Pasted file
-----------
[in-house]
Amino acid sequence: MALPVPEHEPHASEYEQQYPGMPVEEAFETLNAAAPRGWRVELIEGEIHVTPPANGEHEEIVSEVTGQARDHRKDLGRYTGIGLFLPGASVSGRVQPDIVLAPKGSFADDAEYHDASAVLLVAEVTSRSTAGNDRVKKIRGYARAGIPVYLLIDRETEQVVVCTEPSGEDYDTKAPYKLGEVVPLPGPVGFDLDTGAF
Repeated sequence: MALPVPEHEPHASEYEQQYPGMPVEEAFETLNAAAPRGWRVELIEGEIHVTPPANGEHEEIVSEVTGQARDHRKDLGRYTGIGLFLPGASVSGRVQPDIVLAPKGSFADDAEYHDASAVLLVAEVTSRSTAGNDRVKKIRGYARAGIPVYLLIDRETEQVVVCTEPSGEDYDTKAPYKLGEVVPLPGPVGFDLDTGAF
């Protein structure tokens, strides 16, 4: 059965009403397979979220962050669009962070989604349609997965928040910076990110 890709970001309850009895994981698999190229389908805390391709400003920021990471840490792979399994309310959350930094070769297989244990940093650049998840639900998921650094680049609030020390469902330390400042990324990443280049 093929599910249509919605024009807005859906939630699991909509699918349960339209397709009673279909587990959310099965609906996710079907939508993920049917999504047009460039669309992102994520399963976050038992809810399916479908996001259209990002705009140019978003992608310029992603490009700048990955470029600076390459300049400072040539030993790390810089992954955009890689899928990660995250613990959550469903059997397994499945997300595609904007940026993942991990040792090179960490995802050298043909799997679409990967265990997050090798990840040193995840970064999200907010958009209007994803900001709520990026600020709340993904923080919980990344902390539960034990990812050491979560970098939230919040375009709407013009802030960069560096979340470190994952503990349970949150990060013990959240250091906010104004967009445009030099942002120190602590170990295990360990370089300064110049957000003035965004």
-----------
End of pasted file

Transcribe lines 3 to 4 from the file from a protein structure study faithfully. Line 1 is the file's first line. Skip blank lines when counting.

Repeated sequence: MALPVPEHEPHASEYEQQYPGMPVEEAFETLNAAAPRGWRVELIEGEIHVTPPANGEHEEIVSEVTGQARDHRKDLGRYTGIGLFLPGASVSGRVQPDIVLAPKGSFADDAEYHDASAVLLVAEVTSRSTAGNDRVKKIRGYARAGIPVYLLIDRETEQVVVCTEPSGEDYDTKAPYKLGEVVPLPGPVGFDLDTGAF
């Protein structure tokens, strides 16, 4: 059965009403397979979220962050669009962070989604349609997965928040910076990110 890709970001309850009895994981698999190229389908805390391709400003920021990471840490792979399994309310959350930094070769297989244990940093650049998840639900998921650094680049609030020390469902330390400042990324990443280049 093929599910249509919605024009807005859906939630699991909509699918349960339209397709009673279909587990959310099965609906996710079907939508993920049917999504047009460039669309992102994520399963976050038992809810399916479908996001259209990002705009140019978003992608310029992603490009700048990955470029600076390459300049400072040539030993790390810089992954955009890689899928990660995250613990959550469903059997397994499945997300595609904007940026993942991990040792090179960490995802050298043909799997679409990967265990997050090798990840040193995840970064999200907010958009209007994803900001709520990026600020709340993904923080919980990344902390539960034990990812050491979560970098939230919040375009709407013009802030960069560096979340470190994952503990349970949150990060013990959240250091906010104004967009445009030099942002120190602590170990295990360990370089300064110049957000003035965004």